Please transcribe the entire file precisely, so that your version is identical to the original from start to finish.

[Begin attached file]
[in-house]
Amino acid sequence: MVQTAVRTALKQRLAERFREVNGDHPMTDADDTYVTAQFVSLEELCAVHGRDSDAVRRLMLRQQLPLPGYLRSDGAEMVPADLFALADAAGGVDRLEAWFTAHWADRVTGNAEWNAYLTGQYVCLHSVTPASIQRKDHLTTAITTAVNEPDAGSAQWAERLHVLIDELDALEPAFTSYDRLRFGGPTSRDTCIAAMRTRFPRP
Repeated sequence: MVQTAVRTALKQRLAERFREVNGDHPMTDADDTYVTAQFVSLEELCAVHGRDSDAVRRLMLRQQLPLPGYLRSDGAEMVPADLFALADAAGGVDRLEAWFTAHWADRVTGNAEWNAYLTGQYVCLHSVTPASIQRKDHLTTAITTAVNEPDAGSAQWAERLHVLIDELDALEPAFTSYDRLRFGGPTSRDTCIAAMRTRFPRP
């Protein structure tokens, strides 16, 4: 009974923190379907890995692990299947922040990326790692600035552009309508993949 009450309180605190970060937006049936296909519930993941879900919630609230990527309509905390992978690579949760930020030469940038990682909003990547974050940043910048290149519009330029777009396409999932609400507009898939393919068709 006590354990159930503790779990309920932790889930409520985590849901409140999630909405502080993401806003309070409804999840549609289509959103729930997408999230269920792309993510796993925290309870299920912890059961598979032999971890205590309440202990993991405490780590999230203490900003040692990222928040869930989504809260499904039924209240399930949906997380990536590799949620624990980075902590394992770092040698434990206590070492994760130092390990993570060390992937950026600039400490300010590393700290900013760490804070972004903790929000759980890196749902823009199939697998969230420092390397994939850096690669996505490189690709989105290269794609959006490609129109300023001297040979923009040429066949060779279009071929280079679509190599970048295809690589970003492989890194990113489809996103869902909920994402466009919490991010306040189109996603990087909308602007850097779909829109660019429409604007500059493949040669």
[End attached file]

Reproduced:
[in-house]
Amino acid sequence: MVQTAVRTALKQRLAERFREVNGDHPMTDADDTYVTAQFVSLEELCAVHGRDSDAVRRLMLRQQLPLPGYLRSDGAEMVPADLFALADAAGGVDRLEAWFTAHWADRVTGNAEWNAYLTGQYVCLHSVTPASIQRKDHLTTAITTAVNEPDAGSAQWAERLHVLIDELDALEPAFTSYDRLRFGGPTSRDTCIAAMRTRFPRP
Repeated sequence: MVQTAVRTALKQRLAERFREVNGDHPMTDADDTYVTAQFVSLEELCAVHGRDSDAVRRLMLRQQLPLPGYLRSDGAEMVPADLFALADAAGGVDRLEAWFTAHWADRVTGNAEWNAYLTGQYVCLHSVTPASIQRKDHLTTAITTAVNEPDAGSAQWAERLHVLIDELDALEPAFTSYDRLRFGGPTSRDTCIAAMRTRFPRP
């Protein structure tokens, strides 16, 4: 009974923190379907890995692990299947922040990326790692600035552009309508993949 009450309180605190970060937006049936296909519930993941879900919630609230990527309509905390992978690579949760930020030469940038990682909003990547974050940043910048290149519009330029777009396409999932609400507009898939393919068709 006590354990159930503790779990309920932790889930409520985590849901409140999630909405502080993401806003309070409804999840549609289509959103729930997408999230269920792309993510796993925290309870299920912890059961598979032999971890205590309440202990993991405490780590999230203490900003040692990222928040869930989504809260499904039924209240399930949906997380990536590799949620624990980075902590394992770092040698434990206590070492994760130092390990993570060390992937950026600039400490300010590393700290900013760490804070972004903790929000759980890196749902823009199939697998969230420092390397994939850096690669996505490189690709989105290269794609959006490609129109300023001297040979923009040429066949060779279009071929280079679509190599970048295809690589970003492989890194990113489809996103869902909920994402466009919490991010306040189109996603990087909308602007850097779909829109660019429409604007500059493949040669």